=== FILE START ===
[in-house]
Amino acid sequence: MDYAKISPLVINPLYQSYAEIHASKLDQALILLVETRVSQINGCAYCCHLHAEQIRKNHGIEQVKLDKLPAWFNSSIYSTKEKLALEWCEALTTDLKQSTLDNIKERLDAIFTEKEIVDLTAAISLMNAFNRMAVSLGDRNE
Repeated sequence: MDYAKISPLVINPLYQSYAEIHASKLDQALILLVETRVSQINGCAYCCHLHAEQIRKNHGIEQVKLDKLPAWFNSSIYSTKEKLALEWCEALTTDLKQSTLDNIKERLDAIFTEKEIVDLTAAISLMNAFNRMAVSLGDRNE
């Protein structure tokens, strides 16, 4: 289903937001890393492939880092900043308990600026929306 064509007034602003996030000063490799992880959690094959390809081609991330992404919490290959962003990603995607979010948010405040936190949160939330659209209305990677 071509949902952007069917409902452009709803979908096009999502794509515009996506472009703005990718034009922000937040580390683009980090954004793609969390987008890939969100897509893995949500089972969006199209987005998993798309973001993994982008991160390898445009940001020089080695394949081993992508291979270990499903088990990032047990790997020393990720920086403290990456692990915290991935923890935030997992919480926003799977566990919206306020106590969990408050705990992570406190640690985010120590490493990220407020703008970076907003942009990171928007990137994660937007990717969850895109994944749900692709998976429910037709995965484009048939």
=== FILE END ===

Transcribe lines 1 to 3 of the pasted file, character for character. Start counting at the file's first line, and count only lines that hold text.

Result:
[in-house]
Amino acid sequence: MDYAKISPLVINPLYQSYAEIHASKLDQALILLVETRVSQINGCAYCCHLHAEQIRKNHGIEQVKLDKLPAWFNSSIYSTKEKLALEWCEALTTDLKQSTLDNIKERLDAIFTEKEIVDLTAAISLMNAFNRMAVSLGDRNE
Repeated sequence: MDYAKISPLVINPLYQSYAEIHASKLDQALILLVETRVSQINGCAYCCHLHAEQIRKNHGIEQVKLDKLPAWFNSSIYSTKEKLALEWCEALTTDLKQSTLDNIKERLDAIFTEKEIVDLTAAISLMNAFNRMAVSLGDRNE